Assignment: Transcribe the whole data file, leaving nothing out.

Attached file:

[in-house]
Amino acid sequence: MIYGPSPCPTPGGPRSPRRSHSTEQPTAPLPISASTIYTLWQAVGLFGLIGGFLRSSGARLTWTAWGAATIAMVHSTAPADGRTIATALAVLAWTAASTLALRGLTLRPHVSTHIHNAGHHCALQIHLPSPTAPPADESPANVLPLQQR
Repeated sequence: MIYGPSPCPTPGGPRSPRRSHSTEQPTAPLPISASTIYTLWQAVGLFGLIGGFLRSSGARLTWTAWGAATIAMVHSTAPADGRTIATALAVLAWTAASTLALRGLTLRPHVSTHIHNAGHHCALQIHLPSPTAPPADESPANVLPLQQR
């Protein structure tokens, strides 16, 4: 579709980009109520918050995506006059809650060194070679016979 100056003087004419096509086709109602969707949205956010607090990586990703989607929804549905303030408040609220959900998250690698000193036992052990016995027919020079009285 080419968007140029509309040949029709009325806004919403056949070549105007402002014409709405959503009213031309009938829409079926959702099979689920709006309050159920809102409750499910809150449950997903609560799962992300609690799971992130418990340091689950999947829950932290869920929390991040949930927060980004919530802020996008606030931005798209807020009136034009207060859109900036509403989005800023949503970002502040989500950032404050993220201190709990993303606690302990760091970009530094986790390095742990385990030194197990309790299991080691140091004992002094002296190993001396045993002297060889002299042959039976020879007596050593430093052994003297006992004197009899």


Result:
[in-house]
Amino acid sequence: MIYGPSPCPTPGGPRSPRRSHSTEQPTAPLPISASTIYTLWQAVGLFGLIGGFLRSSGARLTWTAWGAATIAMVHSTAPADGRTIATALAVLAWTAASTLALRGLTLRPHVSTHIHNAGHHCALQIHLPSPTAPPADESPANVLPLQQR
Repeated sequence: MIYGPSPCPTPGGPRSPRRSHSTEQPTAPLPISASTIYTLWQAVGLFGLIGGFLRSSGARLTWTAWGAATIAMVHSTAPADGRTIATALAVLAWTAASTLALRGLTLRPHVSTHIHNAGHHCALQIHLPSPTAPPADESPANVLPLQQR
């Protein structure tokens, strides 16, 4: 579709980009109520918050995506006059809650060194070679016979 100056003087004419096509086709109602969707949205956010607090990586990703989607929804549905303030408040609220959900998250690698000193036992052990016995027919020079009285 080419968007140029509309040949029709009325806004919403056949070549105007402002014409709405959503009213031309009938829409079926959702099979689920709006309050159920809102409750499910809150449950997903609560799962992300609690799971992130418990340091689950999947829950932290869920929390991040949930927060980004919530802020996008606030931005798209807020009136034009207060859109900036509403989005800023949503970002502040989500950032404050993220201190709990993303606690302990760091970009530094986790390095742990385990030194197990309790299991080691140091004992002094002296190993001396045993002297060889002299042959039976020879007596050593430093052994003297006992004197009899």